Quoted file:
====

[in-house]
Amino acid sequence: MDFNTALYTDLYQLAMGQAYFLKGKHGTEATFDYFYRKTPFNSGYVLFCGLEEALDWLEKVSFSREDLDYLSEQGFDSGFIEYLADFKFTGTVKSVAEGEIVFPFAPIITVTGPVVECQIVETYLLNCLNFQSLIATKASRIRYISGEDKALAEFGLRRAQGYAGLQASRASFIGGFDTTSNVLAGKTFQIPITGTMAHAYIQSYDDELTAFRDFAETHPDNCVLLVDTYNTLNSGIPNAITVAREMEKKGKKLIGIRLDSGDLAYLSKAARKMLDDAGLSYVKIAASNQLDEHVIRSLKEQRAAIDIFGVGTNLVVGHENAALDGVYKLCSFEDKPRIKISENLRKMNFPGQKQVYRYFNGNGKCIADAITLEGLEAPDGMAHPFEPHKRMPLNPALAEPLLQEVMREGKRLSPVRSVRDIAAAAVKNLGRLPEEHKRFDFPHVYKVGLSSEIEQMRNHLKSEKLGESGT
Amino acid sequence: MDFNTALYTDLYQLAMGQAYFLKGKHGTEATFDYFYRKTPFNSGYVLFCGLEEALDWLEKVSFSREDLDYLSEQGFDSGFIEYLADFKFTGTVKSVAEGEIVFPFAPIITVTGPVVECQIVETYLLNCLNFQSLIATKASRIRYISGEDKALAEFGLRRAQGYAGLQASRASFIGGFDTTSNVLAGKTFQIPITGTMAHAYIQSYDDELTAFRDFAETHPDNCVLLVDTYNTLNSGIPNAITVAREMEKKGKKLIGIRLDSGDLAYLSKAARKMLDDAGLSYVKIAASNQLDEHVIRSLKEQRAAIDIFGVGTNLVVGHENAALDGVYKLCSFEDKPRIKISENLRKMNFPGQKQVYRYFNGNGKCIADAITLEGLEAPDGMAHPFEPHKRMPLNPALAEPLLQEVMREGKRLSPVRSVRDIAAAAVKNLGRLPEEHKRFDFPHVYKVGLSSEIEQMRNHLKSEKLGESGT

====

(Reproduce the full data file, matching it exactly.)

[in-house]
Amino acid sequence: MDFNTALYTDLYQLAMGQAYFLKGKHGTEATFDYFYRKTPFNSGYVLFCGLEEALDWLEKVSFSREDLDYLSEQGFDSGFIEYLADFKFTGTVKSVAEGEIVFPFAPIITVTGPVVECQIVETYLLNCLNFQSLIATKASRIRYISGEDKALAEFGLRRAQGYAGLQASRASFIGGFDTTSNVLAGKTFQIPITGTMAHAYIQSYDDELTAFRDFAETHPDNCVLLVDTYNTLNSGIPNAITVAREMEKKGKKLIGIRLDSGDLAYLSKAARKMLDDAGLSYVKIAASNQLDEHVIRSLKEQRAAIDIFGVGTNLVVGHENAALDGVYKLCSFEDKPRIKISENLRKMNFPGQKQVYRYFNGNGKCIADAITLEGLEAPDGMAHPFEPHKRMPLNPALAEPLLQEVMREGKRLSPVRSVRDIAAAAVKNLGRLPEEHKRFDFPHVYKVGLSSEIEQMRNHLKSEKLGESGT
Amino acid sequence: MDFNTALYTDLYQLAMGQAYFLKGKHGTEATFDYFYRKTPFNSGYVLFCGLEEALDWLEKVSFSREDLDYLSEQGFDSGFIEYLADFKFTGTVKSVAEGEIVFPFAPIITVTGPVVECQIVETYLLNCLNFQSLIATKASRIRYISGEDKALAEFGLRRAQGYAGLQASRASFIGGFDTTSNVLAGKTFQIPITGTMAHAYIQSYDDELTAFRDFAETHPDNCVLLVDTYNTLNSGIPNAITVAREMEKKGKKLIGIRLDSGDLAYLSKAARKMLDDAGLSYVKIAASNQLDEHVIRSLKEQRAAIDIFGVGTNLVVGHENAALDGVYKLCSFEDKPRIKISENLRKMNFPGQKQVYRYFNGNGKCIADAITLEGLEAPDGMAHPFEPHKRMPLNPALAEPLLQEVMREGKRLSPVRSVRDIAAAAVKNLGRLPEEHKRFDFPHVYKVGLSSEIEQMRNHLKSEKLGESGT